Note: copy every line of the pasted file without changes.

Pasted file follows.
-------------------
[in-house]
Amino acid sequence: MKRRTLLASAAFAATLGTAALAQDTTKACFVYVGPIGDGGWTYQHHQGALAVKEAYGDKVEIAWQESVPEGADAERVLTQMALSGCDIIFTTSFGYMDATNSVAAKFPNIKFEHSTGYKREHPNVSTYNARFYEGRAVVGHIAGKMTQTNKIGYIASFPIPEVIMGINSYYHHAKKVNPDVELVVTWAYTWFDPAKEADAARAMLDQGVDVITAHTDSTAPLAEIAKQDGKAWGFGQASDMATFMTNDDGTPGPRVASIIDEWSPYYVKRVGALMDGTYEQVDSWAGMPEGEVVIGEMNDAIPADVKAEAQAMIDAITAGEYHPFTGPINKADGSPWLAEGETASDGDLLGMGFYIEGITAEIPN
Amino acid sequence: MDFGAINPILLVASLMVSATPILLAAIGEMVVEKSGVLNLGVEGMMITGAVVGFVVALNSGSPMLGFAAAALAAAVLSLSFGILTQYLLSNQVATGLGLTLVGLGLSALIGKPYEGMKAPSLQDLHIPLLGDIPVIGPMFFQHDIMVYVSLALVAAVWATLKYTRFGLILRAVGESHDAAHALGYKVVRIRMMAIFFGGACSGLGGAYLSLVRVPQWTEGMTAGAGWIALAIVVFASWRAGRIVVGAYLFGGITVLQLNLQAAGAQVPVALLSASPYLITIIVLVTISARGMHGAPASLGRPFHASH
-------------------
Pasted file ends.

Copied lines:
[in-house]
Amino acid sequence: MKRRTLLASAAFAATLGTAALAQDTTKACFVYVGPIGDGGWTYQHHQGALAVKEAYGDKVEIAWQESVPEGADAERVLTQMALSGCDIIFTTSFGYMDATNSVAAKFPNIKFEHSTGYKREHPNVSTYNARFYEGRAVVGHIAGKMTQTNKIGYIASFPIPEVIMGINSYYHHAKKVNPDVELVVTWAYTWFDPAKEADAARAMLDQGVDVITAHTDSTAPLAEIAKQDGKAWGFGQASDMATFMTNDDGTPGPRVASIIDEWSPYYVKRVGALMDGTYEQVDSWAGMPEGEVVIGEMNDAIPADVKAEAQAMIDAITAGEYHPFTGPINKADGSPWLAEGETASDGDLLGMGFYIEGITAEIPN
Amino acid sequence: MDFGAINPILLVASLMVSATPILLAAIGEMVVEKSGVLNLGVEGMMITGAVVGFVVALNSGSPMLGFAAAALAAAVLSLSFGILTQYLLSNQVATGLGLTLVGLGLSALIGKPYEGMKAPSLQDLHIPLLGDIPVIGPMFFQHDIMVYVSLALVAAVWATLKYTRFGLILRAVGESHDAAHALGYKVVRIRMMAIFFGGACSGLGGAYLSLVRVPQWTEGMTAGAGWIALAIVVFASWRAGRIVVGAYLFGGITVLQLNLQAAGAQVPVALLSASPYLITIIVLVTISARGMHGAPASLGRPFHASH